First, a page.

Assembly in Action: Flexible Conveyors Increase Throughput
"Ooni lüüt gaat nüüt" is the sound of success at Phonak AG (Stäfa, Switzerland), a hearing aid manufacturer. The company’s products require challenging manual assembly processes. The company looks for flexibility, ergonomics and user-friendliness when selecting assembly equipment. Workstations and TS1 conveyors from Bosch Rexroth Corp. (Buchanan, MI) meet these requirements.
"Ooni lüüt gaat nüüt," when loosely translated, means "no people, no progress." And in today’s assembly environment, this phrase has taken on greater significance.
Short production cycles, small lot sizes and a large number of product variations are typical. It’s also common to find an increasing number of complex assembly processes, which are either impossible or prohibitively expensive to automate. As a result, manual workstations are often the most adaptable and economical means of production.
When the company introduced its "Claro Hearing Computer," a completely digital, computerized hearing aid, it began looking for ways to optimize the new product’s manufacturing methods, starting with an evaluation of the existing, more traditional processes. And Phonak invited its employees to participate in the earliest stages of the selection process.
In the existing manufacturing process, workpieces were shuttled from station to station using magazine containers. Each container carried up to 100 parts holders, with one hearing aid or electronics assembly per carrier. This meant that 99 hearing aids, each one step further in the assembly process, might have to wait for the 100th unit before they could move to the next step.
Now, an automated conveyor system is used for assembling the devices. With the new process, workpieces travel through 16 cycle-independent assembly stations, linked together by a TS1 conveyor. Work processes occur in parallel, and material throughput times are considerably reduced.
The TS1 is a compact conveyor system. With workpiece pallets weighing up to 3 kilograms, in sizes of 80 by 80 millimeters to 160 by 160 millimeters, and repeatability of ± 0.015 millimeter, the TS1 system is especially suited for the transport of small products and assemblies.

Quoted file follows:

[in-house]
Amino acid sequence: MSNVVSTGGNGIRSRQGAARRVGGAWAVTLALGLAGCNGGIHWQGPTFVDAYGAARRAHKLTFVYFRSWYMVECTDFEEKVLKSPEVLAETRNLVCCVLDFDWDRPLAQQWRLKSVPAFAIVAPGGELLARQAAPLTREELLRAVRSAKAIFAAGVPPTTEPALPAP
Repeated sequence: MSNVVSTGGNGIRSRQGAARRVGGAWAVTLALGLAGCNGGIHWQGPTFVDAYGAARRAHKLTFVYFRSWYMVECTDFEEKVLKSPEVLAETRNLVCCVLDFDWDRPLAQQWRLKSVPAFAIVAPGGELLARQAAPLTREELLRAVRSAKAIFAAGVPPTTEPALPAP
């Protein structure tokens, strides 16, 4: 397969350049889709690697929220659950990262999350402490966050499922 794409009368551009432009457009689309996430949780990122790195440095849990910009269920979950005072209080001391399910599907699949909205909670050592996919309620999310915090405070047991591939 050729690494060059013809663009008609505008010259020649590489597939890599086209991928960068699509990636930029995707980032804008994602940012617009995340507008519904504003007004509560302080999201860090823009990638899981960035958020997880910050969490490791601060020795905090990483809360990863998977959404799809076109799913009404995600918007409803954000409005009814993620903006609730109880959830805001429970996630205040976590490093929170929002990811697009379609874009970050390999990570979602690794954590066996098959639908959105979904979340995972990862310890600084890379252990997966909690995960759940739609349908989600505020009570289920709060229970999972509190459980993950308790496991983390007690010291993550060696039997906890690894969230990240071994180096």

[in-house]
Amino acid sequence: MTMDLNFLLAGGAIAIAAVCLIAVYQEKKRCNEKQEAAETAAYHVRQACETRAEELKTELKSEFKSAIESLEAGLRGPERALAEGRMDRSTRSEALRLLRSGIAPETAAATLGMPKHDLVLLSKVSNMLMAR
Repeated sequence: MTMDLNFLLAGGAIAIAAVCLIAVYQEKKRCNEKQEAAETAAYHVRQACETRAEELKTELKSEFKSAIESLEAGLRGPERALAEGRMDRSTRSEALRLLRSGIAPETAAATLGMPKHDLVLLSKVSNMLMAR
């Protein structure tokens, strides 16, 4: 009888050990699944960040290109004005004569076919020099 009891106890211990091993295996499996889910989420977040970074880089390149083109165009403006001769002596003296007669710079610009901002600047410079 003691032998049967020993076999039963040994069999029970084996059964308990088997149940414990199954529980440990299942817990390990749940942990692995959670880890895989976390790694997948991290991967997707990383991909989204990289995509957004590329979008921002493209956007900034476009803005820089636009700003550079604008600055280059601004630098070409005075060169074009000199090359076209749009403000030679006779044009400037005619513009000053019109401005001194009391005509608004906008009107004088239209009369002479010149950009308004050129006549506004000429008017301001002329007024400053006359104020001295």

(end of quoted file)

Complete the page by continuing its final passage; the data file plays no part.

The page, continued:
The workstations also consist of Bosch components. The basic setup is a workstation and swivel chair, along with material shuttles, parts bins and information boards for work instructions.
Concept and realization of the complete assembly system was carried out by FMS-Technik AG in close cooperation with Phonak. (FMS-Technik is the Bosch Rexroth sales partner in Beringen, Switzerland.) FMS-Technik supplied a prototype workstation. The sample workstation allowed the workers to try out and test the systems that were being considered. "Making use of the knowledge we gained during these evaluations played a crucial role in the quality of the new hearing computer line," says Mathias Böni, an engineer from the Phonak project team.
Because the workstations and transfer systems are modular, it is easy to mount individual accessories, such as special armrests and microscopes, at the most ergonomically appropriate location. Another advantage of the system is that the workstations and transfer systems are not directly attached to each other. This eliminates any possible vibration transfer, which is absolutely critical for all work processes requiring microscopes.
It is also important to prevent electrostatic discharge (ESD) in the final assembly area. Due to the electrical properties and the hearing aid design, the sensitive electronics in the hearing aids can be damaged or destroyed by ESD. Therefore, the workstations and conveyors are ESD-safe.
With the TS1 conveyors and workstations, Phonak has successfully implemented an assembly line that meets all of its requirements. Throughput times have been dramatically reduced. At the same time, enough flexibility has been created to economically produce small lot sizes.
The TS1 transfer system has rapidly shown itself to be the ideal solution for automating parts transfer at Phonak, thus also helping to achieve progress for the "people."
For more information on workstations and conveyors, call 800-739-7684 or visit http://www.boschrexroth.us.com.